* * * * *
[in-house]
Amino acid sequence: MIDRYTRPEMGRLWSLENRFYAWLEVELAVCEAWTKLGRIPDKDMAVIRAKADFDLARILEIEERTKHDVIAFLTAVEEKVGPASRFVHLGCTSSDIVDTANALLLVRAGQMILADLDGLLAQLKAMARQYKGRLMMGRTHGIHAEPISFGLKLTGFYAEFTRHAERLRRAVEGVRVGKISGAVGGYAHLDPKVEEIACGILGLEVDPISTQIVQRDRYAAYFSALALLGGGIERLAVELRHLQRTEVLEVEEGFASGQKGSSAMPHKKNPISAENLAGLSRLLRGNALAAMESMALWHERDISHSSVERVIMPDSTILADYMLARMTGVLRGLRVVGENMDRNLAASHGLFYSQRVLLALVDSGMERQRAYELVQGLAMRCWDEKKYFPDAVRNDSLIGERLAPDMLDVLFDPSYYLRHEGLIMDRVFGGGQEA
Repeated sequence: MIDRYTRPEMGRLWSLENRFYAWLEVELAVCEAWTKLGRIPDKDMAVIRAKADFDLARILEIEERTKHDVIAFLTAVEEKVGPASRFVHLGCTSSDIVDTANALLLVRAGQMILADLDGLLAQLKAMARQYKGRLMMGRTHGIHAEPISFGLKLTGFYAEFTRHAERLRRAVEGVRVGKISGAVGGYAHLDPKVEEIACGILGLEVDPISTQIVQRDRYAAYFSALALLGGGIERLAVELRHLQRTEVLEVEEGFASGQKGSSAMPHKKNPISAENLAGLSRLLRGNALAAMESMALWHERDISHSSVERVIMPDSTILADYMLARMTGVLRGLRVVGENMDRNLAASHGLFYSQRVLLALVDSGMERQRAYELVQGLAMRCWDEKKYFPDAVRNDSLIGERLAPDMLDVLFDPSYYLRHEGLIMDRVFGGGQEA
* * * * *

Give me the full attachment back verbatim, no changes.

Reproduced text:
[in-house]
Amino acid sequence: MIDRYTRPEMGRLWSLENRFYAWLEVELAVCEAWTKLGRIPDKDMAVIRAKADFDLARILEIEERTKHDVIAFLTAVEEKVGPASRFVHLGCTSSDIVDTANALLLVRAGQMILADLDGLLAQLKAMARQYKGRLMMGRTHGIHAEPISFGLKLTGFYAEFTRHAERLRRAVEGVRVGKISGAVGGYAHLDPKVEEIACGILGLEVDPISTQIVQRDRYAAYFSALALLGGGIERLAVELRHLQRTEVLEVEEGFASGQKGSSAMPHKKNPISAENLAGLSRLLRGNALAAMESMALWHERDISHSSVERVIMPDSTILADYMLARMTGVLRGLRVVGENMDRNLAASHGLFYSQRVLLALVDSGMERQRAYELVQGLAMRCWDEKKYFPDAVRNDSLIGERLAPDMLDVLFDPSYYLRHEGLIMDRVFGGGQEA
Repeated sequence: MIDRYTRPEMGRLWSLENRFYAWLEVELAVCEAWTKLGRIPDKDMAVIRAKADFDLARILEIEERTKHDVIAFLTAVEEKVGPASRFVHLGCTSSDIVDTANALLLVRAGQMILADLDGLLAQLKAMARQYKGRLMMGRTHGIHAEPISFGLKLTGFYAEFTRHAERLRRAVEGVRVGKISGAVGGYAHLDPKVEEIACGILGLEVDPISTQIVQRDRYAAYFSALALLGGGIERLAVELRHLQRTEVLEVEEGFASGQKGSSAMPHKKNPISAENLAGLSRLLRGNALAAMESMALWHERDISHSSVERVIMPDSTILADYMLARMTGVLRGLRVVGENMDRNLAASHGLFYSQRVLLALVDSGMERQRAYELVQGLAMRCWDEKKYFPDAVRNDSLIGERLAPDMLDVLFDPSYYLRHEGLIMDRVFGGGQEA